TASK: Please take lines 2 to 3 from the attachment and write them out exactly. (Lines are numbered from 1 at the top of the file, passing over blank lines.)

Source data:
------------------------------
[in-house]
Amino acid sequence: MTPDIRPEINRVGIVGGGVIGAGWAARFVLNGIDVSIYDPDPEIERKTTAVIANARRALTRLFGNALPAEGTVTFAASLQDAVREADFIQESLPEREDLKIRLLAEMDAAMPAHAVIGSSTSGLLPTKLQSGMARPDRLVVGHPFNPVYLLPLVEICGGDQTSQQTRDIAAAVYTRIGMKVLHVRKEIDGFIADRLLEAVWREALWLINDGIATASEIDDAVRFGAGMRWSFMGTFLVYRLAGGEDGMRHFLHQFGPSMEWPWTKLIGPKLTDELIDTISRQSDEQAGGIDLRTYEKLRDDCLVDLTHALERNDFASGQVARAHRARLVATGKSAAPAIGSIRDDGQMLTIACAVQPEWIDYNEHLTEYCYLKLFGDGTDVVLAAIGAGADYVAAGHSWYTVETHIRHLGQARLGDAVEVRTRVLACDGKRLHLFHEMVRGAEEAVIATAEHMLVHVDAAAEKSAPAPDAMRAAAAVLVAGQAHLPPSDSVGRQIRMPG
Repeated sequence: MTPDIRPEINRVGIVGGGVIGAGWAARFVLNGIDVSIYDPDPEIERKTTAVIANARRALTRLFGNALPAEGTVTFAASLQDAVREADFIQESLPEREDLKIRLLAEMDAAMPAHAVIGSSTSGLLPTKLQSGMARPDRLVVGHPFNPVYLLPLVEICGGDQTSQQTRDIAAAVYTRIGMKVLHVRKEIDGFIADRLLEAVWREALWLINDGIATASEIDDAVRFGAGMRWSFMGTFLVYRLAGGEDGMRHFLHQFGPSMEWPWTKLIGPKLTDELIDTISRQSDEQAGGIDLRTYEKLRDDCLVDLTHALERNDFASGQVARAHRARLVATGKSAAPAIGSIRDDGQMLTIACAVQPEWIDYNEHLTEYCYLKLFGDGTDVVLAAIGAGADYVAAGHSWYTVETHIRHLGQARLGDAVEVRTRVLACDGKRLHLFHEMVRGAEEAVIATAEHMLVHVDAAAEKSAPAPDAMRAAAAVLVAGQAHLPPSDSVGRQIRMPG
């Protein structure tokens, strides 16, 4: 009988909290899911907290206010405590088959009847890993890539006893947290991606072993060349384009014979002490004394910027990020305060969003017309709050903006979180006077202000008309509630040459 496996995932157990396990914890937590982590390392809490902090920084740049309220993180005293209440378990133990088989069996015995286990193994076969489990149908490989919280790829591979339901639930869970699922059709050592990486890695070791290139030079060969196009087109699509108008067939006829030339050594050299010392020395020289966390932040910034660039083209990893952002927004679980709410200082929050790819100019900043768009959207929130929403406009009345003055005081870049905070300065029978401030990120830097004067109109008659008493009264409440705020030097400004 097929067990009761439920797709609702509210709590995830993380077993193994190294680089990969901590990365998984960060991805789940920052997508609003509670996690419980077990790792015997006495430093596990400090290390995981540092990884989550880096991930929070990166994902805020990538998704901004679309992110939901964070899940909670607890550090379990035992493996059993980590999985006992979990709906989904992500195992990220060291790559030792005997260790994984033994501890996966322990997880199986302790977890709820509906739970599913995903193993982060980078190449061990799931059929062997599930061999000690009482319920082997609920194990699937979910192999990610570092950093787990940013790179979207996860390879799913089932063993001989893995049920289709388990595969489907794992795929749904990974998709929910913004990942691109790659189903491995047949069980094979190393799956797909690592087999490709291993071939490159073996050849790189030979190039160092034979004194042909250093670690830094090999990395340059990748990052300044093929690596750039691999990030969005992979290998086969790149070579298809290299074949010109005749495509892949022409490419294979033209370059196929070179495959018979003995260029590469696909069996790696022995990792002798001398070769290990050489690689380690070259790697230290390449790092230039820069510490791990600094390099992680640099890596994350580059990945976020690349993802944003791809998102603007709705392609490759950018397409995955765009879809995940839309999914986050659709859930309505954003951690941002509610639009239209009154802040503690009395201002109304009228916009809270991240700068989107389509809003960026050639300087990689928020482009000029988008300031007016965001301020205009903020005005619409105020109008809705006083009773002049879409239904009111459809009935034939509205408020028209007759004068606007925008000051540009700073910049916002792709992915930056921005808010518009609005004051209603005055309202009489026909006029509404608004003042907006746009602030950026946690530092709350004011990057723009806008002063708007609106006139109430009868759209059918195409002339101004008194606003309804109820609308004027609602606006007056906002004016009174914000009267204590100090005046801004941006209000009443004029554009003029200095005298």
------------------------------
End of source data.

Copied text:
Amino acid sequence: MTPDIRPEINRVGIVGGGVIGAGWAARFVLNGIDVSIYDPDPEIERKTTAVIANARRALTRLFGNALPAEGTVTFAASLQDAVREADFIQESLPEREDLKIRLLAEMDAAMPAHAVIGSSTSGLLPTKLQSGMARPDRLVVGHPFNPVYLLPLVEICGGDQTSQQTRDIAAAVYTRIGMKVLHVRKEIDGFIADRLLEAVWREALWLINDGIATASEIDDAVRFGAGMRWSFMGTFLVYRLAGGEDGMRHFLHQFGPSMEWPWTKLIGPKLTDELIDTISRQSDEQAGGIDLRTYEKLRDDCLVDLTHALERNDFASGQVARAHRARLVATGKSAAPAIGSIRDDGQMLTIACAVQPEWIDYNEHLTEYCYLKLFGDGTDVVLAAIGAGADYVAAGHSWYTVETHIRHLGQARLGDAVEVRTRVLACDGKRLHLFHEMVRGAEEAVIATAEHMLVHVDAAAEKSAPAPDAMRAAAAVLVAGQAHLPPSDSVGRQIRMPG
Repeated sequence: MTPDIRPEINRVGIVGGGVIGAGWAARFVLNGIDVSIYDPDPEIERKTTAVIANARRALTRLFGNALPAEGTVTFAASLQDAVREADFIQESLPEREDLKIRLLAEMDAAMPAHAVIGSSTSGLLPTKLQSGMARPDRLVVGHPFNPVYLLPLVEICGGDQTSQQTRDIAAAVYTRIGMKVLHVRKEIDGFIADRLLEAVWREALWLINDGIATASEIDDAVRFGAGMRWSFMGTFLVYRLAGGEDGMRHFLHQFGPSMEWPWTKLIGPKLTDELIDTISRQSDEQAGGIDLRTYEKLRDDCLVDLTHALERNDFASGQVARAHRARLVATGKSAAPAIGSIRDDGQMLTIACAVQPEWIDYNEHLTEYCYLKLFGDGTDVVLAAIGAGADYVAAGHSWYTVETHIRHLGQARLGDAVEVRTRVLACDGKRLHLFHEMVRGAEEAVIATAEHMLVHVDAAAEKSAPAPDAMRAAAAVLVAGQAHLPPSDSVGRQIRMPG